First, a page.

Government High School in Aroor is staring at empty benches, and consequently a near-terminal division fall. But adversity has brought together people who have the will power to get the school back in shape

Students, staff and teachers at the Government High School, Aroor, have set themselves a target. It is not an academic target of passing an examination, but a larger test that will put on trial the pluck and resolve of everyone involved.

There is a large group of people involved in saving the 139-year-old school, now facing serious depletion in student strength, and consequently a near-terminal division fall.

At the core of a campaign by public workers, political leaders, religious organisations and businessmen, is a no-holds-barred effort to get all the 27 students in Class X through next year’s public examinations.

“Once that is done we are sure more students will come to the school,” said A. M. Ariff, MLA, on why he took the initiative to launch mission ‘Target 100’ to ensure 100 per cent pass in the coming SSLC examinations. Students, who pass the School Leaving Certificate examination with A-Plus in all subjects have also been promised laptops.

The complexity of the problems involved was what prompted the mission mode approach, he said, pointing out that students at the Government High School came from poor backgrounds. They need government help in getting quality basic education.

One of the teachers at the school pointed to the difficult social and economic backgrounds from which these children were drawn.

The number of students at the school has now dropped to 123, excluding about a score of children in the recently launched nursery section. There are just seven students in Class I, a frightening omen for the school that once boasted of more than a thousand students and had classes in two shifts to decongest its one-acre campus adjacent to the famous Aroor temple on National Highway 47.

Narayanan Elayathu, whose grandfather Narayanan is reputed to have gifted the land for the school in 1874, recalled that the government school in Aroor was a glorious institution. He is an alumnus of the school, having studied there between 1948 and 1952. He went on to do an M.Sc. in Botany and retired from Government Victoria College, Palakkad, in 1988.

His senior at the school, Abdul Khader, who retired as a school teacher, said the Aroor government school, which was elevated to become a high school in 1975, was a great draw. Its competitors in its heydays included the St. Peter’s in Kumbalaghi; government school at Thrichattukulam, near Panavalli and, later, St. Augustine’s at Aroor.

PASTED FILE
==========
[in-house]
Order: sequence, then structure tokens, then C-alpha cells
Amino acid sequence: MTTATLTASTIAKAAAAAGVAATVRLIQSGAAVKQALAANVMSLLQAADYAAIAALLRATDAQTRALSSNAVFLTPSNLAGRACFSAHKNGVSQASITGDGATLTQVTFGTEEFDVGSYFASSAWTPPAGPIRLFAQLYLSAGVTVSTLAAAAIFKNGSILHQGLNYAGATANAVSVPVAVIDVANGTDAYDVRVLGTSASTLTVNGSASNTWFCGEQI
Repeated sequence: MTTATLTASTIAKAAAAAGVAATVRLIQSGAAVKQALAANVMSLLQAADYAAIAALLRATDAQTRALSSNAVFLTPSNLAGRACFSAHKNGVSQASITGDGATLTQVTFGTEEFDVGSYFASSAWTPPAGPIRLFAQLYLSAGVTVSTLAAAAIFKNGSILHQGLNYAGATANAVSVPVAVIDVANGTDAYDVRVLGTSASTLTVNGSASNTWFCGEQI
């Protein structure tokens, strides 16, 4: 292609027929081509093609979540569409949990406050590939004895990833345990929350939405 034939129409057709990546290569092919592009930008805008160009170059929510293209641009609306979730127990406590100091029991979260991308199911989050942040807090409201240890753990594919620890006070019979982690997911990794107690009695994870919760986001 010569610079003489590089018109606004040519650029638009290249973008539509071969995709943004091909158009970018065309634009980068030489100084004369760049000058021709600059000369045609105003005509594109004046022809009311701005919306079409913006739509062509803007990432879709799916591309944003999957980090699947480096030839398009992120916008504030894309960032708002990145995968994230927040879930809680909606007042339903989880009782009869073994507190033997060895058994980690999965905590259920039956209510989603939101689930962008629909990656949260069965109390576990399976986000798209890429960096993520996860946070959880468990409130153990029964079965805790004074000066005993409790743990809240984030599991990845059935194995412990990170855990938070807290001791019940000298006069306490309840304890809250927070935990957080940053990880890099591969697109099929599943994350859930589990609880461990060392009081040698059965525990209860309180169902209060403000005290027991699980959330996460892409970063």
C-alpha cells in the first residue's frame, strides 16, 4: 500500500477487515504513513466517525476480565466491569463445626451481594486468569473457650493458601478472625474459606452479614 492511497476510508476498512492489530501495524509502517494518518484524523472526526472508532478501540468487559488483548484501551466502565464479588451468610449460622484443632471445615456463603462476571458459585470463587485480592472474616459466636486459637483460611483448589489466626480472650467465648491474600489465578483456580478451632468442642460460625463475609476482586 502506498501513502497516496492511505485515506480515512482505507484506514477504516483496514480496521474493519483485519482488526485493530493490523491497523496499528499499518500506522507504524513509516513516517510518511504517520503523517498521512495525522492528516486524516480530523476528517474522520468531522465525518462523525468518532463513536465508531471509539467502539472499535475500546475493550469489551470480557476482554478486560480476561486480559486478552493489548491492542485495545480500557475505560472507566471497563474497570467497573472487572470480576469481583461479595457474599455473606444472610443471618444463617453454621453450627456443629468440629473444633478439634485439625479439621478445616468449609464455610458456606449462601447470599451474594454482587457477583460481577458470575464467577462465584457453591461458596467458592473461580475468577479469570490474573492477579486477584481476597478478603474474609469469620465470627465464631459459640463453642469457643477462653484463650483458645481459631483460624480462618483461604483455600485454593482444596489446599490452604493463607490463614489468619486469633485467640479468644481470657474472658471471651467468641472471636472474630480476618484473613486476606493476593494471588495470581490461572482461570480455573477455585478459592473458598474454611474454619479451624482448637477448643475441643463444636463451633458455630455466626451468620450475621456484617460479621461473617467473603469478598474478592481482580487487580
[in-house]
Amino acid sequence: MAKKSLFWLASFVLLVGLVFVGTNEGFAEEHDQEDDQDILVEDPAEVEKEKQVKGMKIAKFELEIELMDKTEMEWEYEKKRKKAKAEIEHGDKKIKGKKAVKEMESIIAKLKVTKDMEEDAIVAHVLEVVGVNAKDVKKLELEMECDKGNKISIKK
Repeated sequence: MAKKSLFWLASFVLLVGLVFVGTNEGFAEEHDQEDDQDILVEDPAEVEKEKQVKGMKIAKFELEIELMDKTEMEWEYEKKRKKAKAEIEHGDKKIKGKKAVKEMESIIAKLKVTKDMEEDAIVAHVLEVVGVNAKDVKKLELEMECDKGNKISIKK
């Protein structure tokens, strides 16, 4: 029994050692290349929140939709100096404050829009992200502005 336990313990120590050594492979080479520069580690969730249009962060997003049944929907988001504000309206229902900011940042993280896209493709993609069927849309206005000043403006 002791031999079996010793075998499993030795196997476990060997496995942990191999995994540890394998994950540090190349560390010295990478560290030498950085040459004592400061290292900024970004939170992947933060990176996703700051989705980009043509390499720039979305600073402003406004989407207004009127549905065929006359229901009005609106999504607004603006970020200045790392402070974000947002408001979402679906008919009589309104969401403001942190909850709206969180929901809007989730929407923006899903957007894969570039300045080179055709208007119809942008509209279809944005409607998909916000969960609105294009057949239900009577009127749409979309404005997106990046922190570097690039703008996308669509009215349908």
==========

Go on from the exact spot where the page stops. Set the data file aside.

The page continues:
A proliferation of public schools offering instructions in English medium is among the key issues facing government schools like the one now being helped out of oblivion.

The parents and teachers have had detailed discussions about the future of their school. Class X students are being given special coaching through extra and special classes. One of the teachers said the package of practices at the school now included classes every Saturday. The children will also be given sumptuous noonday meals.

While the noon-day meal scheme covers only children up to Class VIII, the PTA has been raising funds to bring all the children under the meal programme. They are not allowing anything to come in between them and the target they have set for themselves.

An extra hour of class each in the mornings and evenings are already on and night classes will see the coaching being intensified later in the year as the public examinations approach. Meanwhile, teachers will monitor the progress of their wards through fortnightly tests.

Help of experts have been enlisted to motivate students and a psychologist from the TD Medical College, Alappuzha, will be among the specialists meeting students and interacting with them in the coming months.

On the infrastructure front, Rs. 5 lakh has been sanctioned from the MLA fund for building the compound wall and for carrying out some badly needed repair works on the building that once used to have thatched roof.

But the school has not had had a full-time headmaster since early August, preventing the use of money sanctioned for various improvements.

Class X students have become serious partners in the mission their teachers and parents have undertaken.

Meanwhile, Yadukrishna, Akshay and their friends said they were determined to achieve what they have set out for.

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